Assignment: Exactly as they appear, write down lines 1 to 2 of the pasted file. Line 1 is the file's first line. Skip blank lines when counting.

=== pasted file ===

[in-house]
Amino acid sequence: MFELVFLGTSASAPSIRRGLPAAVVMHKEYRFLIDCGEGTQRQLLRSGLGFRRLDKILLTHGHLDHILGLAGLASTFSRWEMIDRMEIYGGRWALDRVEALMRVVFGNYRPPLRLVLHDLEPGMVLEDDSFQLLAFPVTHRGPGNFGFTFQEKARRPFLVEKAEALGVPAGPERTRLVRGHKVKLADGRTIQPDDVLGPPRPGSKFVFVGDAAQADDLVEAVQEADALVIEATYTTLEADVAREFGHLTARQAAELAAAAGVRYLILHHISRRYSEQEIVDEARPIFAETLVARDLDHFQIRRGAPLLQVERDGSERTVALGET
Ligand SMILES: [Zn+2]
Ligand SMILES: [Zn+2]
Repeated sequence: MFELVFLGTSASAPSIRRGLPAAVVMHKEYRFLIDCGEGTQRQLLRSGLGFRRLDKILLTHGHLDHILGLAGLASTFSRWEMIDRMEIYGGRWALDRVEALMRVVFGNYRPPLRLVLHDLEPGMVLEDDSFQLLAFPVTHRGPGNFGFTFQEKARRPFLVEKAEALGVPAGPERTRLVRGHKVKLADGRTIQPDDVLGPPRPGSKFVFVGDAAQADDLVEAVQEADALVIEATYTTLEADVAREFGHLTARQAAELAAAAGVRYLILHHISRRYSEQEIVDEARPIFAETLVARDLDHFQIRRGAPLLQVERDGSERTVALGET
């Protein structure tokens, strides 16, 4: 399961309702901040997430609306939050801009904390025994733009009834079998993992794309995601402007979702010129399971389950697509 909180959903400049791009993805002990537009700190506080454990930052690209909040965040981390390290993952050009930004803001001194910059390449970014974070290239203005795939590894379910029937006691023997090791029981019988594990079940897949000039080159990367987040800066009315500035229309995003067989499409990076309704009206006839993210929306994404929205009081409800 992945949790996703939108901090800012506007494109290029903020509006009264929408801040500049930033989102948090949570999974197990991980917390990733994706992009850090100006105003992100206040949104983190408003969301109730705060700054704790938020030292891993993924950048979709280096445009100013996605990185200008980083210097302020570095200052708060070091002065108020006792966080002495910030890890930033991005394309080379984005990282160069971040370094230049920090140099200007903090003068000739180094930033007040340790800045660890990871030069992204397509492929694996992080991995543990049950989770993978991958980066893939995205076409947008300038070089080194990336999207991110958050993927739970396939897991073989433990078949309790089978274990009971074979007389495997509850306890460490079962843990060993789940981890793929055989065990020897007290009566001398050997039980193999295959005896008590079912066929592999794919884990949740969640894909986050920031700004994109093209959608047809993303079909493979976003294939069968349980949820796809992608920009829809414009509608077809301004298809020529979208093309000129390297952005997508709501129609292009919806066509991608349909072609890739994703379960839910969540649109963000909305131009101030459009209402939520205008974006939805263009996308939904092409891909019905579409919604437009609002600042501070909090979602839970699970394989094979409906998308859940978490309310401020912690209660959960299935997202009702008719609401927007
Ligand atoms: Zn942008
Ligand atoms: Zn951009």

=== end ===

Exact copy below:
[in-house]
Amino acid sequence: MFELVFLGTSASAPSIRRGLPAAVVMHKEYRFLIDCGEGTQRQLLRSGLGFRRLDKILLTHGHLDHILGLAGLASTFSRWEMIDRMEIYGGRWALDRVEALMRVVFGNYRPPLRLVLHDLEPGMVLEDDSFQLLAFPVTHRGPGNFGFTFQEKARRPFLVEKAEALGVPAGPERTRLVRGHKVKLADGRTIQPDDVLGPPRPGSKFVFVGDAAQADDLVEAVQEADALVIEATYTTLEADVAREFGHLTARQAAELAAAAGVRYLILHHISRRYSEQEIVDEARPIFAETLVARDLDHFQIRRGAPLLQVERDGSERTVALGET